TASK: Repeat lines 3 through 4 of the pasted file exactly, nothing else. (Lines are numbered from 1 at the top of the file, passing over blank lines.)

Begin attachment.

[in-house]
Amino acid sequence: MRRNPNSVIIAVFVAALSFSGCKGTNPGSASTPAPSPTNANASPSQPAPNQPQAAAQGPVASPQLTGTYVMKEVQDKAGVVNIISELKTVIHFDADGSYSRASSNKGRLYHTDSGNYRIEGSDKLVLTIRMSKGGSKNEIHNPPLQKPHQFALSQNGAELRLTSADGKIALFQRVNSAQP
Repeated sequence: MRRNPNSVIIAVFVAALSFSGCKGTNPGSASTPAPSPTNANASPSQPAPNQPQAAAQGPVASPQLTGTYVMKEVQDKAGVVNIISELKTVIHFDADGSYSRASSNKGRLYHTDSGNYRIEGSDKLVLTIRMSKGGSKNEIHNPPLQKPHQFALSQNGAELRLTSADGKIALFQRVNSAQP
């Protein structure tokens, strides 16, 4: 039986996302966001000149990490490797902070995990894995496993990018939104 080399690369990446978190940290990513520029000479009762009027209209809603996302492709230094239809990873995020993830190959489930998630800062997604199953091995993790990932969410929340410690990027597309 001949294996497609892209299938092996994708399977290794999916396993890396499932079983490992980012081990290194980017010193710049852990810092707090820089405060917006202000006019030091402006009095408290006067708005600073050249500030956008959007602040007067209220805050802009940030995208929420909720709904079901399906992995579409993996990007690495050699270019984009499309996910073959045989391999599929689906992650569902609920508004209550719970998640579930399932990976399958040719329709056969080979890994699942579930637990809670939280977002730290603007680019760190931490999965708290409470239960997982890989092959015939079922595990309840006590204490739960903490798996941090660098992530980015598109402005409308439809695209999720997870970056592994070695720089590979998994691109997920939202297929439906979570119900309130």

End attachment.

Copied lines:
Repeated sequence: MRRNPNSVIIAVFVAALSFSGCKGTNPGSASTPAPSPTNANASPSQPAPNQPQAAAQGPVASPQLTGTYVMKEVQDKAGVVNIISELKTVIHFDADGSYSRASSNKGRLYHTDSGNYRIEGSDKLVLTIRMSKGGSKNEIHNPPLQKPHQFALSQNGAELRLTSADGKIALFQRVNSAQP
């Protein structure tokens, strides 16, 4: 039986996302966001000149990490490797902070995990894995496993990018939104 080399690369990446978190940290990513520029000479009762009027209209809603996302492709230094239809990873995020993830190959489930998630800062997604199953091995993790990932969410929340410690990027597309 001949294996497609892209299938092996994708399977290794999916396993890396499932079983490992980012081990290194980017010193710049852990810092707090820089405060917006202000006019030091402006009095408290006067708005600073050249500030956008959007602040007067209220805050802009940030995208929420909720709904079901399906992995579409993996990007690495050699270019984009499309996910073959045989391999599929689906992650569902609920508004209550719970998640579930399932990976399958040719329709056969080979890994699942579930637990809670939280977002730290603007680019760190931490999965708290409470239960997982890989092959015939079922595990309840006590204490739960903490798996941090660098992530980015598109402005409308439809695209999720997870970056592994070695720089590979998994691109997920939202297929439906979570119900309130």